Its efficacy in presence of maternally derived FCV antibodies. References. 1. Baulch-Brown, C., Love, D.N., Meanger, J., 1997. Feline calicivirus: a need for vaccine modification ? Aust. Vet. J. 75(3), 209-213.. 2. Baulch-Brown, C., Love, D.N., Meanger, J., 1999. Sequence variation within the capsid protein of Australian isolates of feline calicivirus. Vet. Microbiol. 68, 107-117.. 3. Binns, S.H., Dawson, S., Speakman, A.J., Cuevas, L.E., Hart, C.A., Gaskell, C.J., Morgan, K.L., Gaskell, R.M., 2000. A study of feline upper respiratory tract disease with reference to prevalence and risk factors for infection with feline calicivirus and feline herpesvirus. Journal of Feline Medicine and Surgery 2, 123-133.. 4. Chappuis, G., Stellmann, C., 1974. Etude sérologique des picornavirus félins: parenté-dominance des souches. Bull.Soc.Sci.Vet et Med comparée, 76(4), 289-299.. 5. Dawson, S., McArdle, F., Bennett, D., Carter, M., Bennett, M., Ryvar, R., Gaskell, R.M., 1993. Investigation of vaccine ...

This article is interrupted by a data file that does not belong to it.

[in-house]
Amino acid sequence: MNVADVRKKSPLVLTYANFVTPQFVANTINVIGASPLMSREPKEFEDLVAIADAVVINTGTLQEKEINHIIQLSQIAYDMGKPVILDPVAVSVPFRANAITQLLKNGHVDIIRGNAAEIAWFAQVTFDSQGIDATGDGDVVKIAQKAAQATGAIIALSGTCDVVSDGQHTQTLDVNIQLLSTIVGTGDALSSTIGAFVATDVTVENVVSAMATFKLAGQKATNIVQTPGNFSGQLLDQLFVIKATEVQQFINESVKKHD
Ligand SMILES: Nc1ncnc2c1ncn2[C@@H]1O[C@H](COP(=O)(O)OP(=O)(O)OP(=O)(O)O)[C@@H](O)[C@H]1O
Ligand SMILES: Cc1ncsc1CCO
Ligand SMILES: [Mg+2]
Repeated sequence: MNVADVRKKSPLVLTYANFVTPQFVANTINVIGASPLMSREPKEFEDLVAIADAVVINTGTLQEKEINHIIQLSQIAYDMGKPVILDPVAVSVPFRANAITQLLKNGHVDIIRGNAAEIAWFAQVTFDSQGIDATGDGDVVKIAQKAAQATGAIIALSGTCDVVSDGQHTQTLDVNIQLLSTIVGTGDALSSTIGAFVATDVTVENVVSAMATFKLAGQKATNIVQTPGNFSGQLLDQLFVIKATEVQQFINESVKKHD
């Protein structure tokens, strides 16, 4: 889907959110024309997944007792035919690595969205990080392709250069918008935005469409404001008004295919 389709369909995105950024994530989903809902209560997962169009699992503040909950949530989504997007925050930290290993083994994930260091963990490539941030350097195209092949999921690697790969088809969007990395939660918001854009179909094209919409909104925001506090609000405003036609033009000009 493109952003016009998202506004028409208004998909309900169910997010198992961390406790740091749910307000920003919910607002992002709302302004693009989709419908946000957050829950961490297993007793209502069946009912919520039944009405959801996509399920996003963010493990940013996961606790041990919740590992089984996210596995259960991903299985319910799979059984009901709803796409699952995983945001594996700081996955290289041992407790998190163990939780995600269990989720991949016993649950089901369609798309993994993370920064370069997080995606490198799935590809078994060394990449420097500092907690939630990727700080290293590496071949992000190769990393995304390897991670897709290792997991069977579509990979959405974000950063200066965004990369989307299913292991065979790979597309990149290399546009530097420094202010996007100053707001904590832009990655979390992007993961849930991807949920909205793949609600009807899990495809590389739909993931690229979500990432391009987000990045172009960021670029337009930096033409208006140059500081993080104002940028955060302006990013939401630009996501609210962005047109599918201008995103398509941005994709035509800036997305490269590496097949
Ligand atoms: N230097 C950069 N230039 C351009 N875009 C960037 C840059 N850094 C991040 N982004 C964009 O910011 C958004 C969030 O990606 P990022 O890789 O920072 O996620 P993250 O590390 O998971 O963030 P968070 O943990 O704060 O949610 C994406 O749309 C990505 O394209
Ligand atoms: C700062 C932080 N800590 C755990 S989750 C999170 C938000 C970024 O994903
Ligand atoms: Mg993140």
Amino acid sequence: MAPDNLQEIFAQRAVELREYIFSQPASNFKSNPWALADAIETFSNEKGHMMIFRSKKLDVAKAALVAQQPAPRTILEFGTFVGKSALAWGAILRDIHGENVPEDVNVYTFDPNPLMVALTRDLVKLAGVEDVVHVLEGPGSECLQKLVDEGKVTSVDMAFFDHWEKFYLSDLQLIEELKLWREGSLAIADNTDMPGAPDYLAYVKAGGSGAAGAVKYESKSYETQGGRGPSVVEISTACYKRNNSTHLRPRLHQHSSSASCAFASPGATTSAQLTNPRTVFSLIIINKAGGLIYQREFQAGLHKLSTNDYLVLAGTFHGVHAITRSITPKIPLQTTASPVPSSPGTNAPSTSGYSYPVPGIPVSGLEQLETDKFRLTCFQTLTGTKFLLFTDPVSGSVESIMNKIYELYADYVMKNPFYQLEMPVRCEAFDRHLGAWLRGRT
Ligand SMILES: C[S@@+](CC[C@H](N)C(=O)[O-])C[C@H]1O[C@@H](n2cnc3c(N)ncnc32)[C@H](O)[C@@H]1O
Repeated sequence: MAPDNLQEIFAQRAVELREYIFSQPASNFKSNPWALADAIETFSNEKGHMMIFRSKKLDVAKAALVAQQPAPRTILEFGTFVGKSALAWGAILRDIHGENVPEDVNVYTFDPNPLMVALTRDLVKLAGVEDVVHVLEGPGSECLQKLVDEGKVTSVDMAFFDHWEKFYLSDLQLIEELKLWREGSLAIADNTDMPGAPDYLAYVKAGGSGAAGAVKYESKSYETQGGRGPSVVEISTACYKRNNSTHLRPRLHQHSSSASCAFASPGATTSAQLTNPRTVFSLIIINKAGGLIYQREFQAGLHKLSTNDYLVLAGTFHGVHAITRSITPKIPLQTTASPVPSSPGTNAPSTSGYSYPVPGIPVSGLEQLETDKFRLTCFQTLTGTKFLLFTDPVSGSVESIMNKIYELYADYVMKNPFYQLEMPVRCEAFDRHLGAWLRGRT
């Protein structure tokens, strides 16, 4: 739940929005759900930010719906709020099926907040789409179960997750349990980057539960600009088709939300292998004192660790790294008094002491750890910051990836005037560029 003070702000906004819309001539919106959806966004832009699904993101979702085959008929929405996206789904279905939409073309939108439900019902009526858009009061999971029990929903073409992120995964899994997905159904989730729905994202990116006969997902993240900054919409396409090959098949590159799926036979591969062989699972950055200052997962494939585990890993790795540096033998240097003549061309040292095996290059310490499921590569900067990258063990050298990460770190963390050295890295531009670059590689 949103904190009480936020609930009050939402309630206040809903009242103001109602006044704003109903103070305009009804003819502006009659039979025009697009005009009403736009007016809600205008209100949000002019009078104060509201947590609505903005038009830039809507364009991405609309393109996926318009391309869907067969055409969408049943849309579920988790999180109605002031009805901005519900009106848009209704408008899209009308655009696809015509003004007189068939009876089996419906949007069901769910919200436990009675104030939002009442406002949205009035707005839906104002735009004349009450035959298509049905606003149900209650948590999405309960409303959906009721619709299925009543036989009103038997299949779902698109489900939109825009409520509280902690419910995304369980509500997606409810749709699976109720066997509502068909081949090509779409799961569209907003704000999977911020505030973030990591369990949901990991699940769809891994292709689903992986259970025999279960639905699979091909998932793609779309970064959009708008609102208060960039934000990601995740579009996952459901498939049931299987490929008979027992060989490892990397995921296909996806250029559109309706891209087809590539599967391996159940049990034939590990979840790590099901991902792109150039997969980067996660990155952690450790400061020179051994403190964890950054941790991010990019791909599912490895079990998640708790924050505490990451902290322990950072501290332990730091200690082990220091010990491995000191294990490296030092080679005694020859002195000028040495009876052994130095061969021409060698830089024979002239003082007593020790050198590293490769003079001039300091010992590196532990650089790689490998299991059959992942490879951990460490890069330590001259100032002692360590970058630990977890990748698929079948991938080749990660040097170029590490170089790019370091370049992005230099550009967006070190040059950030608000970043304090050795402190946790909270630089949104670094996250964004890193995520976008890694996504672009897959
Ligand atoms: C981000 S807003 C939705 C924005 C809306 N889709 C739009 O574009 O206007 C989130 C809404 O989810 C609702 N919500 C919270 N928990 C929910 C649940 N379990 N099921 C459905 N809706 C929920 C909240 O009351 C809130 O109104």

Feline Calicivirus Vaccine shall be prepared from virus-bearing cell culture fluids. Only Master Seed Virus which has been established as pure, safe, and immunogenic shall be used for preparing the production seed virus for vaccine production. All serials of vaccine shall be prepared from the first through the fifth passage from the Master Seed Virus. (a) The Master Seed Virus shall meet the applicable general requirements prescribed in § 113.300. (b) The Master Seed Virus shall be tested for chlamydial agents as prescribed in § 113.43. (c) Each lot of Master Seed Virus used for vaccine production shall be tested for immunogenicity. The selected virus dose from the lot of Master Seed Virus shall be established as follows: (1) Thirty feline calicivirus susceptible cats shall be used as test animals (20 vaccinates and 10 controls). Throat swabs shall be collected from each cat and individually tested on susceptible cell cultures for the presence of feline calicivirus. Blood samples shall be ...
|strong|Mouse anti Feline Calicivirus antibody, clone S1-9|/strong| recognizes feline calicivirus and shows no cross-reactivity with FIV or FeLV.